Elsewhere in the episode, Kathleen hits a deer with her vehicle. We see and hear the animal suffer before a police officer shoots the creature off camera. (Kathleen’s jarred by the gun’s report.) Kathleen’s surprised by something that flies out of her attic. She falls off an attic ladder and injures herself.
We hear some discussion regarding whether Kathleen was drunk or impaired at the time of her death. (Though she had consumed both some wine and a sleeping aid, the prosecution says that, legally, she was not intoxicated.) We see several photos from Kathleen’s autopsy, including some grotesque wounds on her head.
Michael eyes some men and women at an exercise club. Later, in a sauna, he holds a veiled conversation with someone who seems to be looking for a same-sex encounter. As Michael talks, he explicitly rubs his crotch area (apparently so the man would know he’d be open to such an encounter), but their conversation is interrupted by two other men who walk in.
Michael talks to another would-be lover over the phone, suggesting that they meet at a hotel. We hear much more conversation about Michael’s sexual proclivities: Michael insists that Kathleen knew all about his bisexual leanings. He tells someone the prosecution is trying to make him look like “Satan incarnate.” Someone beats a pillow with a hollow fire poker. People working for Michael’s defense spend a lot of time in the bloodied hallway, working out a plausible scenario as to what happened.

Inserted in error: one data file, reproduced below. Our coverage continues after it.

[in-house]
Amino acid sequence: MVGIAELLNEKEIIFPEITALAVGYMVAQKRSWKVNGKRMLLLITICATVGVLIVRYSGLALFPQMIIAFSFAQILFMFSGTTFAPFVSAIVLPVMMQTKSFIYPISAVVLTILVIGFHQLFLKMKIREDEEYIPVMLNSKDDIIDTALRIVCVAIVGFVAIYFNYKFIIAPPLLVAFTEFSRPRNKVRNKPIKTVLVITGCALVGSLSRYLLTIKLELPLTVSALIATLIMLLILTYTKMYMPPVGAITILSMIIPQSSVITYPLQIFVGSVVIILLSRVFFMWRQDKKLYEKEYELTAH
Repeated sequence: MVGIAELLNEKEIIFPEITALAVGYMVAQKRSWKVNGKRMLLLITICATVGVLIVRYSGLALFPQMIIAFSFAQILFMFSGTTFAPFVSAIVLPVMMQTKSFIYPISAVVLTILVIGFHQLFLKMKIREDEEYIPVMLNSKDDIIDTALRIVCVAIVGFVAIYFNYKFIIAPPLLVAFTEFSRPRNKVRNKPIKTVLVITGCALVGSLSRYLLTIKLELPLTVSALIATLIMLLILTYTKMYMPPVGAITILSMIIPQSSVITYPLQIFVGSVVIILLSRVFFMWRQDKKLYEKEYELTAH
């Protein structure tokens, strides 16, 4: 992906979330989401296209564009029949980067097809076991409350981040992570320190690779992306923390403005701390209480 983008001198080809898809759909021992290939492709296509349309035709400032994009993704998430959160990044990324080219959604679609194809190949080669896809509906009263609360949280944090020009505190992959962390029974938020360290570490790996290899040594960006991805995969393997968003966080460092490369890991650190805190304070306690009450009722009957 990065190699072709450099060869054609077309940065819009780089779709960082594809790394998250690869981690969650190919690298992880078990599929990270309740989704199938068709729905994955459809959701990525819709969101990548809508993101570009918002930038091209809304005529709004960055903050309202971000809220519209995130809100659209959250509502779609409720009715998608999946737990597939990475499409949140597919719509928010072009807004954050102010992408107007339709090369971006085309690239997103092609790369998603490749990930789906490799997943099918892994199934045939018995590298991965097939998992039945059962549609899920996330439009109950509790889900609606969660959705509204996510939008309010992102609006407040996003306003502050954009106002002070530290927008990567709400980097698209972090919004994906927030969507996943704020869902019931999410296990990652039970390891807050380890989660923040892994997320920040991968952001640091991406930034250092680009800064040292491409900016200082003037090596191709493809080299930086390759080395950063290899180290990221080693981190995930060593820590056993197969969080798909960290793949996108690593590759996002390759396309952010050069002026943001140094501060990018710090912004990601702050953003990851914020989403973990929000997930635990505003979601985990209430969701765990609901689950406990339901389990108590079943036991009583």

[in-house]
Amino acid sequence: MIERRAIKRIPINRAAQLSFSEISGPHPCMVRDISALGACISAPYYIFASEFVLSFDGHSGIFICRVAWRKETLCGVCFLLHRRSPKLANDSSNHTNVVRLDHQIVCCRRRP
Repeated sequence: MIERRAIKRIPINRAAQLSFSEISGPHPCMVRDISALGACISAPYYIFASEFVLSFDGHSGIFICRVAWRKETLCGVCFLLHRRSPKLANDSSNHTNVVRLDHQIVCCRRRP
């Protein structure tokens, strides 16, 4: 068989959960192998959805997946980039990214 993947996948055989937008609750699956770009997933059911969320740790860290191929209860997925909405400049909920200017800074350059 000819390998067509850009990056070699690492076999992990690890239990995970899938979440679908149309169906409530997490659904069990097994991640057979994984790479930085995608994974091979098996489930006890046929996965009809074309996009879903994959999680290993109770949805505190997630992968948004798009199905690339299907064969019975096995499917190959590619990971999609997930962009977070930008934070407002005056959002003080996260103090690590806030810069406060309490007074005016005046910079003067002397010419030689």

Characters say the f-word nearly a dozen times and the s-word another three. We also hear “a–” and “b–ch.” God’s name is misused eight times (once with the word “d–n”), and Jesus’ name is abused five times.
Paul Asay has been part of the Plugged In staff since 2007, watching and reviewing roughly 15 quintillion movies and television shows. He’s written for a number of other publications, too, including Time, The Washington Post and Christianity Today. The author of several books, Paul loves to find spirituality in unexpected places, including popular entertainment, and he loves all things superhero. His vices include James Bond films, Mountain Dew and terrible B-grade movies. He’s married, has two children and a neurotic dog, runs marathons on occasion and hopes to someday own his own tuxedo. Feel free to follow him on Twitter @AsayPaul.
Netflix’s LGBT teen drama is a lot lighter than its HBO counterpart, Euphoria, but it’s still got plenty to navigate.
Red flags indicate when something should be avoided. The characters in this popular Netflix import are actively collecting them.
This spy thriller on Apple TV+ comes with a few twists. But the content issues in it are fairly predictable.
In order to infiltrate a highly prestigious elementary school, top spy Twilight will have to master a new set of skills—being a good dad.